The goal of the Shipwreck Survey Project is to provide a better understanding of the maritime heritage along the Oregon and Washington Coasts and in the Puget Sound by examining and recording wrecks and abandoned vessels. MAS constructs condensed site reports for the public (link to: Reports). The information is also be used to write books, newspaper and magazine articles, and journal articles.
The scale of such a task requires an incremental approach. Phase I began in 2017 and involves documenting shipwrecks and abandoned vessels on shore, as well as examining underwater sites recorded by other organizations. As Phase I continues, MAS is in the process of acquiring funds to begin direct underwater search and survey. In Phase II, a detailed remote sensing survey, employing a magnetometer and side-scan sonar, will be the first step in our underwater archaeological investigations. Divers or Remote Operating Vehicles will investigate the remote sensing targets.
Oregon Survey Sites
MAS volunteers conducted a survey in June 2016 and a detailed site report was submitted to Oregon’s State Historic Preservation Office (SHPO) in December 2016.
T.J. Potter was a luxurious passenger steamboat that courted passengers between Portland and Astoria beginning in 1888, and was refurbished multiple times to compete with other passenger boats near Puget Sound.
Silvia de Grasse
Here’s a quick video with the highlights of our first ROV field test in the Columbia River on 07/15/2016. Silvia de Grasse was a lumber schooner that sank in Astoria in 1849.
Lewis and Clark National Historic Park Boat Survey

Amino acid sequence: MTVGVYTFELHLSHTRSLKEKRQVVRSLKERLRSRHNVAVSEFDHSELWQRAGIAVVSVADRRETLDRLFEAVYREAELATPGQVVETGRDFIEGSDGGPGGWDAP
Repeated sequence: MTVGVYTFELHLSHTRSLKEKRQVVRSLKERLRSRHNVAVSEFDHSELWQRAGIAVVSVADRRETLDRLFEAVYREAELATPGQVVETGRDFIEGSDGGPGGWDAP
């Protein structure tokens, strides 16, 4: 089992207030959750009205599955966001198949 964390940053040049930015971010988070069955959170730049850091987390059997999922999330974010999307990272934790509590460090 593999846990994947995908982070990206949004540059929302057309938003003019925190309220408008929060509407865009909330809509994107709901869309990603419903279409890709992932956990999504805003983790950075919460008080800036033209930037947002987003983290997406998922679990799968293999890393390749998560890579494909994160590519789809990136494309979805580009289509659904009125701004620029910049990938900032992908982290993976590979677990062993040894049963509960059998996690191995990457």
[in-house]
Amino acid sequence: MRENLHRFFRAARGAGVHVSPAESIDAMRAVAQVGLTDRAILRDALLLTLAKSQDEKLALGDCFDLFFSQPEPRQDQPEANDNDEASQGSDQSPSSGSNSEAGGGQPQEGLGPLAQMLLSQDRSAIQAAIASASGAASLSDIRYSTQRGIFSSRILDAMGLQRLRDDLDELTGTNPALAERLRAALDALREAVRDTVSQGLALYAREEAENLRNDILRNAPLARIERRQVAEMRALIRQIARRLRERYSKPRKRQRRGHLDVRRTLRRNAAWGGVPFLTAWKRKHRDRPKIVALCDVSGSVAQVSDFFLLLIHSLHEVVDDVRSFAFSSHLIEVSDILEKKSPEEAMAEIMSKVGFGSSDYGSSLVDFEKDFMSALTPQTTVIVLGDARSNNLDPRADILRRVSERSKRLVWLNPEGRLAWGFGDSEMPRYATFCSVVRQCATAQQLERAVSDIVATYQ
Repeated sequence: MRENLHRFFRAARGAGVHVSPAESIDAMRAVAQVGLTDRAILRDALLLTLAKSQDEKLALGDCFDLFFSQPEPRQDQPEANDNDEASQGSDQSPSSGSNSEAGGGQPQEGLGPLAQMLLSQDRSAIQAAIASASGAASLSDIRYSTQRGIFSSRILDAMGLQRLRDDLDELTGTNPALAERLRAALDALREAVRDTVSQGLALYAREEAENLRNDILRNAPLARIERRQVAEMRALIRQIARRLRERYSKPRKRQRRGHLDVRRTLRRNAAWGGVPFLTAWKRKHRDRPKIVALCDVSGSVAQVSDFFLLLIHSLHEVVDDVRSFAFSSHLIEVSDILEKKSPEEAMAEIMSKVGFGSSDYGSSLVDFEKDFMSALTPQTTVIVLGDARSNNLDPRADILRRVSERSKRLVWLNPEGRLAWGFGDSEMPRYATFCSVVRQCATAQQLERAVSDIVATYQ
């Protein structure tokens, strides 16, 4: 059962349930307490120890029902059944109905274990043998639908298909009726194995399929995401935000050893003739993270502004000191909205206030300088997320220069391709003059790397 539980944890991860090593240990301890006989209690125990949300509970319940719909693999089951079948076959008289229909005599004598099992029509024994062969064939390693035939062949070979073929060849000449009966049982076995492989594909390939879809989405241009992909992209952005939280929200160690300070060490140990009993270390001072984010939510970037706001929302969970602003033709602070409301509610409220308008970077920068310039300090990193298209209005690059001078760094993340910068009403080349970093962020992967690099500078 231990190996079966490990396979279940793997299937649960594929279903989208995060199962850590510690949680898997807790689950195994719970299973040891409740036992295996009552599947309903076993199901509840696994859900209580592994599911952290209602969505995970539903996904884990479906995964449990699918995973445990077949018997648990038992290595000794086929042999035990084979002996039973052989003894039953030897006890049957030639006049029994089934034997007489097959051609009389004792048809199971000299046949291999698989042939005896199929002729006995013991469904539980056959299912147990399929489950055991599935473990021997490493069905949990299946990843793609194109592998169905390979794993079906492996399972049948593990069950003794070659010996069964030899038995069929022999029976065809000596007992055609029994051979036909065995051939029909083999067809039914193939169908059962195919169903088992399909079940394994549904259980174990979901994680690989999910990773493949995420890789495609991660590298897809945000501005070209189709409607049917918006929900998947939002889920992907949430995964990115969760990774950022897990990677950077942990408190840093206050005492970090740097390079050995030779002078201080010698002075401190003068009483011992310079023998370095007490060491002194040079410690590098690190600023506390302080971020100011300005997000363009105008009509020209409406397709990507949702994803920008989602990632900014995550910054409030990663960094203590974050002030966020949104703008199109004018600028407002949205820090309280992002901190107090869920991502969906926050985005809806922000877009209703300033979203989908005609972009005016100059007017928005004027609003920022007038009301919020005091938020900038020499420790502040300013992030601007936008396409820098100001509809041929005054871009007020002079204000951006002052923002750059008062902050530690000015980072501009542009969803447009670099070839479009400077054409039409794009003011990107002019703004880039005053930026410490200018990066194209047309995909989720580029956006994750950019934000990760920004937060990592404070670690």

In partnership with the Park, volunteers from MAS helped survey the remains of a small boat in Lewis and Clark National Historical Park. The findings most closely resembled a gillnet fishing boat built during the 1920s and 1930s.
Sometimes it is fun to do site reconnaissance for a future survey. Check out this YouTube video from the Peter Iredale on 05/22/2016.
Washington Coastal Survey Sites
The U. S. Army Corps of Engineers identifies underwater anomalies using multi-beam sonar in the Columbia River and on the Columbia River Bar. The sonar images from the Peacock Spit were sent to MAS. Researchers identified the images as the midsection of the SS Iowa.
Research Design (Synopsis)
The state archaeological records contain various levels of information regarding shipwreck sites. MAS has developed a category scheme in which site data fall into one of four categories.
- Category I sites are those known to the organization (MAS), but no site report information exists in the online database.
- Category II sites are found in the online database and include a position (latitude/longitude), vessel name (if known), and the estimated year the ship was sunk (if known).
- Category III sites include the information from Category II reports, but also contain additional information such as photos or excerpts from reference material.
- Category IV sites are those that are fully documented within the limits of current technology, environment, and federal and state laws concerning site disturbance.
This project works to provide Category III or IV information for all shipwreck sites in the state archaeological site databases and all known sites not currently in the databases.